1. This is an application in criminal revision on behalf of a complainant against the procedure adopted by a special Magistrate of Benares, Capt. Bijaya Prasad Singh, who acquitted the accused after having framed the charge sheet under Section 420, I.P.C., on the ground that the complainant and his witnesses were absent. The record shows that the charge sheet was framed on 7th May 1936 and on the charge sheet the Court noted : 'Pleads not guilty : will produce defence.' On the order sheet on that date it was directed that the case be put up for further cross-examination on 11th May 1936 and the complainant to bring his witnesses for further cross-examination. On 11th May the Magistrate recorded a brief order in English on the order sheet stating:
Complainant and his witnesses have not arrived though I waited for more than an hour. The evidence which they had given cannot be taken into consideration unless they had given themselves for cross-examination. I therefore acquit the accused of the charge.
2. This order was passed in spite of an application having been made by the complainant to the effect that the witnesses had not yet arrived but were coming and the Court was asked to adjourn the case for 15 minutes. Apart from any legal procedure it appears to me that the Court acted quite irregularly in refusing to grant such an application and this is especially the case where the Court was the Court of a special Magistrate where there are no fixed hours. The Court further appears to me to have neglected the provisions of Section 256(1), Criminal P.C. That section lays down that when the accused has pleaded to the charge sheet:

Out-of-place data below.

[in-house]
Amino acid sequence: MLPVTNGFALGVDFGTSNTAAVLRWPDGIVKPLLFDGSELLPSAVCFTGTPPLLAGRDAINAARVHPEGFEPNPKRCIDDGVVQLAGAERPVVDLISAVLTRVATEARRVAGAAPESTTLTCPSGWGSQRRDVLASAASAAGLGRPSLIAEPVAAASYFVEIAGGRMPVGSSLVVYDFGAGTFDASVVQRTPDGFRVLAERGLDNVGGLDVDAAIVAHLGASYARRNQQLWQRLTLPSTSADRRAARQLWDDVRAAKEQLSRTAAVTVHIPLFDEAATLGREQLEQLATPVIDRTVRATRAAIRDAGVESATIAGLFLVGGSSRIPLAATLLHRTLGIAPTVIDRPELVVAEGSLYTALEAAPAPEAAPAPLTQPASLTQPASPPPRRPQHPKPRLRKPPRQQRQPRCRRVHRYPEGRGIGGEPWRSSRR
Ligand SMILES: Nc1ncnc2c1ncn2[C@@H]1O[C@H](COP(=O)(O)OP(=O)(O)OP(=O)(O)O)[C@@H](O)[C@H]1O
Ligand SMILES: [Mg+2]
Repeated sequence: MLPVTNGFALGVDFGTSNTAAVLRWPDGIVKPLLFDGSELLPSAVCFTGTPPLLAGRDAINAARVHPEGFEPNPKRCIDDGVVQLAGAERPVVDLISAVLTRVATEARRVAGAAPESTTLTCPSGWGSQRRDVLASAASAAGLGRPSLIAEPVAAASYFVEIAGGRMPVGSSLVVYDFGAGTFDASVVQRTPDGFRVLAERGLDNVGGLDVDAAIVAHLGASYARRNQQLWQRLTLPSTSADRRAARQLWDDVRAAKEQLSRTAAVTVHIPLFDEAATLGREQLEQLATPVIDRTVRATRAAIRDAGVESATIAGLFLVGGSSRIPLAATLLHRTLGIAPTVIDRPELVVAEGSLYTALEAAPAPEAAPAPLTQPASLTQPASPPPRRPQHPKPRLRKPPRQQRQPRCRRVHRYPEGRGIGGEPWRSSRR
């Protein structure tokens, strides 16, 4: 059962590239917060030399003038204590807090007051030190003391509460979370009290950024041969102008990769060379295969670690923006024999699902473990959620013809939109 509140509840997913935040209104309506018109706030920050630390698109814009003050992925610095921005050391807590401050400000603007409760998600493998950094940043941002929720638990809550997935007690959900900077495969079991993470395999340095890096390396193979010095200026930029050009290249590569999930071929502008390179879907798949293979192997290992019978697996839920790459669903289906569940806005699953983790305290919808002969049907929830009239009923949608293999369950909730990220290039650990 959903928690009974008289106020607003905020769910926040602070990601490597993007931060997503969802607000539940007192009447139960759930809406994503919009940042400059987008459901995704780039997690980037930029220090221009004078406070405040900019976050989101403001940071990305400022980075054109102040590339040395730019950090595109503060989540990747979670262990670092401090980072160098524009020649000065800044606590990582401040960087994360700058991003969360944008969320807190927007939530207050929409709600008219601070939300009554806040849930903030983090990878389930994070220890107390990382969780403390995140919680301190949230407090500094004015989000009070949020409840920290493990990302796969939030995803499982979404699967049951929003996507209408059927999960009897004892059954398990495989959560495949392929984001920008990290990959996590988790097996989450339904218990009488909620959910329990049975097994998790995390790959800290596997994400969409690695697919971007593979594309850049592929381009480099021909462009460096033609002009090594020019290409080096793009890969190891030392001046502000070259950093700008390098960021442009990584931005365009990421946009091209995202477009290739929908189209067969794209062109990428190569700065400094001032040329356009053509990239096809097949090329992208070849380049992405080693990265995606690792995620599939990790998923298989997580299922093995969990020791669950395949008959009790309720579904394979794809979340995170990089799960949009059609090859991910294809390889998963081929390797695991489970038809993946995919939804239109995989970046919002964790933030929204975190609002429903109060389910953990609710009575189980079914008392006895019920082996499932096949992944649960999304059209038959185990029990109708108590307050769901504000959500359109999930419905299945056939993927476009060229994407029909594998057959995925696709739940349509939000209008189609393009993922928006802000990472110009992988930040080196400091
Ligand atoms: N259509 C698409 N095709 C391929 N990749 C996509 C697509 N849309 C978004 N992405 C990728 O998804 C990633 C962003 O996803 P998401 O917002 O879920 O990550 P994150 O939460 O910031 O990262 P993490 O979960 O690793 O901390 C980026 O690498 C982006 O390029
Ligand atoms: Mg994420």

He shall be required to state at the commencement of the next hearing of the case, or if the Magistrate for reasons to be recorded in writing so thinks fit forthwith whether he wishes to cross-examine any and if so which of the witnesses for the prosecution whose evidence has been taken. If he says he does so wish the witnesses named by him shall be recalled.
3. Now the Magistrate did not record any reasons on 7th May for asking the accused this question forthwith nor has he entered on the order sheet or the charge sheet that he did put this question. Again on 11th May which was the next hearing after the charge sheet the Magistrate failed to record this question as put to the accused and he failed to record any reply of the accused to the question, It is incumbent on a Magistrate to make a record of this question and answer which are prescribed by Section 256(1), Criminal P.C. Moreover when an answer has been received that the accused desires to cross-examine the witnesses for the prosecution whose evidence has been taken the section proceeds to say that the witnesses named shall be recalled. It is true that in this case the Magistrate had directed that those witnesses should be present but by the use of the word 'recalled' I understand that Section 256(1) means that if the witnesses are not present then the Magistrate should issue process to ensure their attendance. Learned Counsel argued that the use of the word 'recalled' meant that the chaptrasi should call their names out, but I do not think that the English word bears this meaning. The Magistrate therefore acted irregularly in holding that the complainant and his witnesses had defaulted. Moreover there is no provision in the Code entitling the Magistrate to pass an order of acquittal even in case the complainant and his witnesses had defaulted. If no charge-sheet had been framed and the, complainant had been absent, as this offence of Section 420, I.P.C. is one which may be lawfully compounded with the permission of the Court under Section 345(2), then Section 259 would have applied and the Magistrate might in his discretion have discharged the accused. But there is no section which empowers a Magistrate to act in such a manner after charge sheet has been framed in the trial of a warrant case.